WASHINGTON — The appointee to become the top US defense official for Asia said Tuesday engagement with the Burmese military is crucial for democratic reform in the Southeast Asian nation.
David Shear said in congressional testimony that without support from Burma’s military, the transition to democracy “will likely falter.”
But State Department spokeswoman Jen Psaki also said Tuesday the US is not considering resumption of arms sales that were stopped after a bloody military crackdown on democracy protesters in 1988.
“The US is not considering lifting the arms embargo on Myanmar,” she told reporters.
The United States and other Western nations have rapidly eased economic and political sanctions against the nation as its government has initiated reforms after five decades of military rule.
The US has retained stiff restrictions on military engagement, however, although it’s begun dialogue on human rights and military law, hoping to encourage reforms within the military itself.
“I would characterize engagement with the Burmese military as crucial to the overall success of the ongoing reform movement in Burma,” Shear said, adding that the Pentagon should move ahead with “calibrated and conditional engagement.”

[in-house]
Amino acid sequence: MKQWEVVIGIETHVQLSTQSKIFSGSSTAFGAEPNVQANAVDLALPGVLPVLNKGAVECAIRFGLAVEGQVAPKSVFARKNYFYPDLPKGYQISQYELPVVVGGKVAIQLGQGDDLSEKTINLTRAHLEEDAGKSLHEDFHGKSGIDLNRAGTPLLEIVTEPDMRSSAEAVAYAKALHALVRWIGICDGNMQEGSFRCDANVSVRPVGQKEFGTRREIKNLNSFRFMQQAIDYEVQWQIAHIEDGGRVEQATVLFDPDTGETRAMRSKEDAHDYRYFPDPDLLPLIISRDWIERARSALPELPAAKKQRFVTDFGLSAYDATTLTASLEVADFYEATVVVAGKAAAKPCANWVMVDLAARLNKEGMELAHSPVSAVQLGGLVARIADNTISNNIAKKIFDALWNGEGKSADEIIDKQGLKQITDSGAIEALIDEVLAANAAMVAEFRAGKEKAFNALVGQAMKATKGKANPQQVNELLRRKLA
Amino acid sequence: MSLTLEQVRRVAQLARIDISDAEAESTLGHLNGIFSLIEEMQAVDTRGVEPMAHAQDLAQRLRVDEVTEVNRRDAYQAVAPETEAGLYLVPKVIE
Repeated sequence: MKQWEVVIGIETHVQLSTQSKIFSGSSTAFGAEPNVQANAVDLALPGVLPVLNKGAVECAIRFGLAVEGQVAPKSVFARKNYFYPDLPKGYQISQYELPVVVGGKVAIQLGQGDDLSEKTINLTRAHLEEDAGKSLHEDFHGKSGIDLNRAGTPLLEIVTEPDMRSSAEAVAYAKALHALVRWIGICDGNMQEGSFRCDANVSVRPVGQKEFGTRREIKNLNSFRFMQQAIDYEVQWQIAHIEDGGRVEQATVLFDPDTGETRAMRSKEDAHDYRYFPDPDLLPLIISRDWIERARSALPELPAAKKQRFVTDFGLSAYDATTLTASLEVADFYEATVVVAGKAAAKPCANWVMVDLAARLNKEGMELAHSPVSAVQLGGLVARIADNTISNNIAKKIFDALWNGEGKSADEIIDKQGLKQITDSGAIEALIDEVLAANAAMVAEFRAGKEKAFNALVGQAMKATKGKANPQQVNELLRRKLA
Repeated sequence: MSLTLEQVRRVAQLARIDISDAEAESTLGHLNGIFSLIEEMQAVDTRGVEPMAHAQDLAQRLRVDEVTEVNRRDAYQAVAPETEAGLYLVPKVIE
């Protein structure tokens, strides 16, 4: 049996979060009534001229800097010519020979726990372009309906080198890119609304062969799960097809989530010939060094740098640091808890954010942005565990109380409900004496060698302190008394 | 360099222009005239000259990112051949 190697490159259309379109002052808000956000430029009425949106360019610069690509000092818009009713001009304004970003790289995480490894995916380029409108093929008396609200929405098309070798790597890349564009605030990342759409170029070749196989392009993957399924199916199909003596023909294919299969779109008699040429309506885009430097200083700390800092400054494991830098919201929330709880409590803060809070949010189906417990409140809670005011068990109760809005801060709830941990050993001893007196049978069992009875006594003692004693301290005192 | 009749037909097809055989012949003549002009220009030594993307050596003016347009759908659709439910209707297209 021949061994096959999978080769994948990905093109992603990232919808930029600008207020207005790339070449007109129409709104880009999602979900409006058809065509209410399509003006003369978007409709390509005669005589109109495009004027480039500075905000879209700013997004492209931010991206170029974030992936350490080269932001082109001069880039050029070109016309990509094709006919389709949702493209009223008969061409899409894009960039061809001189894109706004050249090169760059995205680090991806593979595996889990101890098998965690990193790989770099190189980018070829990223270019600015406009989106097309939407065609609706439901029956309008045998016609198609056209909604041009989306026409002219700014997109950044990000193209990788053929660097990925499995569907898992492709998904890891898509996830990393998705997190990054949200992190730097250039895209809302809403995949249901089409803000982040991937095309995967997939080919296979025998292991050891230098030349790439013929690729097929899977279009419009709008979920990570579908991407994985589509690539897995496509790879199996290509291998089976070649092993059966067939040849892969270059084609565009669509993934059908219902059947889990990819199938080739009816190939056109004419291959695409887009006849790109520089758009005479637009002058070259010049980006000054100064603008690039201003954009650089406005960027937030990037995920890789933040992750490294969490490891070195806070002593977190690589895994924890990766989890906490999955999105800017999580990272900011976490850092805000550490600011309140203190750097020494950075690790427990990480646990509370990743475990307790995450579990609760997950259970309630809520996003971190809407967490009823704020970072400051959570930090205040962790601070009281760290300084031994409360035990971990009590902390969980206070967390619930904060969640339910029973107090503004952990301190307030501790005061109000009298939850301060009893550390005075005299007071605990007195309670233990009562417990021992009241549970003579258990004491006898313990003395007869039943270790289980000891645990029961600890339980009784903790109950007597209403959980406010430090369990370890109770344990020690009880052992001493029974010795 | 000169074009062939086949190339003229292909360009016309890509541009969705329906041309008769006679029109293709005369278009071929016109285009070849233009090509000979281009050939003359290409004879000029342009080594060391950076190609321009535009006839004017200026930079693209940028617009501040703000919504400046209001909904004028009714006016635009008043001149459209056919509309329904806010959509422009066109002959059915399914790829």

Congressional opposition to expansion of even nonlethal cooperation because of allegations of continuing human rights abuses by Burmese forces remains a constraint on what the Obama administration can do.
Shear, who has served most recently as ambassador to Vietnam, said the US should be “clear-eyed” about the Burmese military’s poor rights record and history of dominating politics and the economy. Any expansion of defense ties requires progress on democratization, human rights and ending military trade with North Korea, he said.
Shear, was responding in writing to questions posed for his Senate confirmation to become assistant secretary of defense for Asian and Pacific security affairs. The Senate must approve his appointment.